Do you wonder why it has been so difficult to have a long-term satisfying relationship? Is it hard for you to meet new people? Perhaps you have no trouble meeting new people but find developing intimacy challenging? Maybe you have tried dating sites, exploring new social avenues, or even a match maker, but have you ever considered psychotherapy? That may sound like an odd thought to you and you may be wondering how psychotherapy can help your romantic life, but oftentimes it can!
Yes there are practicalities involved in finding a romantic partner, such as needing to be social and active in meeting new people; however, there are many other factors that most people do not think about that can hinder having a satisfying romantic life. Many of these other components that can be interfering with the development of intimate relationships may be specific to your personal history with relationships, and to your ideas about your self and others. However, despite idiosyncratic differences in people's history and perceptions of relationships, there are some common patterns that perhaps you can relate to or have witnessed in others. Here are just a few examples of such patterns:
1. Some people have no problem getting to know others, are social, and can easily start dating. However, once the relationship becomes serious some people may begin to question whether they actually like the person, start to find things wrong with the person, and ultimately end things despite the relationship having gone well. This does not just happen once or twice when the relationship actually isn't right; it happens with every relationship even when it does feel like the relationship is right. Clearly there is a fear of commitment here, but simply knowing that will not help people who are stuck in this pattern. It is important to understand what this fear is about in order to work through it, in the service of maintaining relationships long term. A trained psychologist can help people explore their history and help them understand where these fears come from, what they are about, and how to move beyond them.
2. There are other people who would really like to be in a relationship but find themselves unable to be comfortable when talking to potential romantic interests. Some may feel so anxious about it that they just avoid contact with anyone who peaks their interests, and others may only be able to converse with romantic potentials if they behave in a "fake" manner. These patterns can stem from a number of different things, and a surface explanation for what is going on is likely to be incorrect and unhelpful. For example, one might assume that people who fall into this pattern have low self-esteem. Perhaps that is true for some people, but maybe for some other people this avoidant behavior is about being unable to trust others and not wanting to open up. Regardless of the reason, some people are conflicted about really having a relationship. On the one hand they genuinely want a romantic partner, but on the other hand there is a part of them that does not and therefore keeps others at bay (either literally or emotionally). Oftentimes, people are not even aware of these conflicting desires. Psychotherapy can help people recognize that they have these two competing desires and assist them in understanding where these conflicting desires come from. With a more integrative and broadened awareness of one's feelings, a person is then in a better position to really define what s/he wants and to work towards achieving that.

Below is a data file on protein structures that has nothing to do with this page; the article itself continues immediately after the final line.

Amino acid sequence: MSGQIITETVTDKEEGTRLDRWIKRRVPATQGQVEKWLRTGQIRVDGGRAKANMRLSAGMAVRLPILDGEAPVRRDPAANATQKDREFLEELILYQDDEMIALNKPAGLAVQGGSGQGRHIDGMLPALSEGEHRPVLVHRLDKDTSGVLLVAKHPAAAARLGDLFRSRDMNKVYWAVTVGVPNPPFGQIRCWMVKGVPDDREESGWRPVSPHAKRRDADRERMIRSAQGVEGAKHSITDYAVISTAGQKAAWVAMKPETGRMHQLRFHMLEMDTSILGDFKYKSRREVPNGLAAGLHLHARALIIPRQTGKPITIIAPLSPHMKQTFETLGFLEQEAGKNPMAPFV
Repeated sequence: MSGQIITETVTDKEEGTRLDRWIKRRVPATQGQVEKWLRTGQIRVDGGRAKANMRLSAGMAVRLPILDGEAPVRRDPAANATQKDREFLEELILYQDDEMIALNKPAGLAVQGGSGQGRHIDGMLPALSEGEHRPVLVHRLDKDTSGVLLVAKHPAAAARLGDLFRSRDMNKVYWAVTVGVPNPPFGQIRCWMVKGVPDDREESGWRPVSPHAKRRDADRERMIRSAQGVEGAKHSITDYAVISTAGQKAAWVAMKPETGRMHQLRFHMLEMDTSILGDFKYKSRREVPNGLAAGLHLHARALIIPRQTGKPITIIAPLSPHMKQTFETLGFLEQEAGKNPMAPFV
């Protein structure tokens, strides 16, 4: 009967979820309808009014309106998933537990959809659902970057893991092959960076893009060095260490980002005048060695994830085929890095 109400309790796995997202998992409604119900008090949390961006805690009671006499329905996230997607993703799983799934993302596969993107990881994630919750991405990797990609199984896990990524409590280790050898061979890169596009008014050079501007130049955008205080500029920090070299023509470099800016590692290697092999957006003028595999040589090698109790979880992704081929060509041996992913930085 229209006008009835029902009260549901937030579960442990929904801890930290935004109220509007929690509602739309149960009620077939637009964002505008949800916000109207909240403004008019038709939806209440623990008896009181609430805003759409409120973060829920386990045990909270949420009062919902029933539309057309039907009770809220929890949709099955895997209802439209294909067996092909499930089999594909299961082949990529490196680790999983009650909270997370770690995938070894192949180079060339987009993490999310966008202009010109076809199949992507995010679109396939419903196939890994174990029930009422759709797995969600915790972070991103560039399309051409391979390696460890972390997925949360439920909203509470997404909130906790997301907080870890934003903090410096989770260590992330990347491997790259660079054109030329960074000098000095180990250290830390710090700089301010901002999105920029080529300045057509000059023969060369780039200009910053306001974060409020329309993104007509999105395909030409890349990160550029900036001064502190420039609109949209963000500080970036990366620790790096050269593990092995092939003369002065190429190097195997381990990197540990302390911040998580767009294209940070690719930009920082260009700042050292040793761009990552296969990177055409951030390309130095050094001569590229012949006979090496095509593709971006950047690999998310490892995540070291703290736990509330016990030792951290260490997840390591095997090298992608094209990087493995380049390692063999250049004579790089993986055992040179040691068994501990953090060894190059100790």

3. Many times people are very aware of why they are unable to have a long-term satisfying romantic relationship despite their desire for one. These are situations in which therapy is extremely useful in working through feelings or experiences that a person acknowledges is impeding his or her ability to form intimate relationships. For example, some people may feel so hateful towards their bodies that they avoid romantic relationships so that nobody else will see them naked. Other people may have a history of having been sexually or physically abused and are fearful of being sexually, physically or emotionally vulnerable. There are also people who suffer for extreme social anxiety. Others may have a medical condition that they fear a romantic partner would not accept. These are all examples of experiences that can be discussed in psychotherapy with the intention of finding ways to adapt how these experiences influence and impact one's daily life.
There are numerous other reasons people may struggle with forming or sustaining genuinely intimate relationships. Asking for help with one's romantic life is not always an easy thing to do; however, it can be extremely fruitful. Psychotherapy is a safe and non-judgmental space for exploring these very difficult topics. So the answer to the question of can therapy help, is yes! It may not always be quick and it may not always be easy, but yes psychotherapy can help give your romantic life a makeover!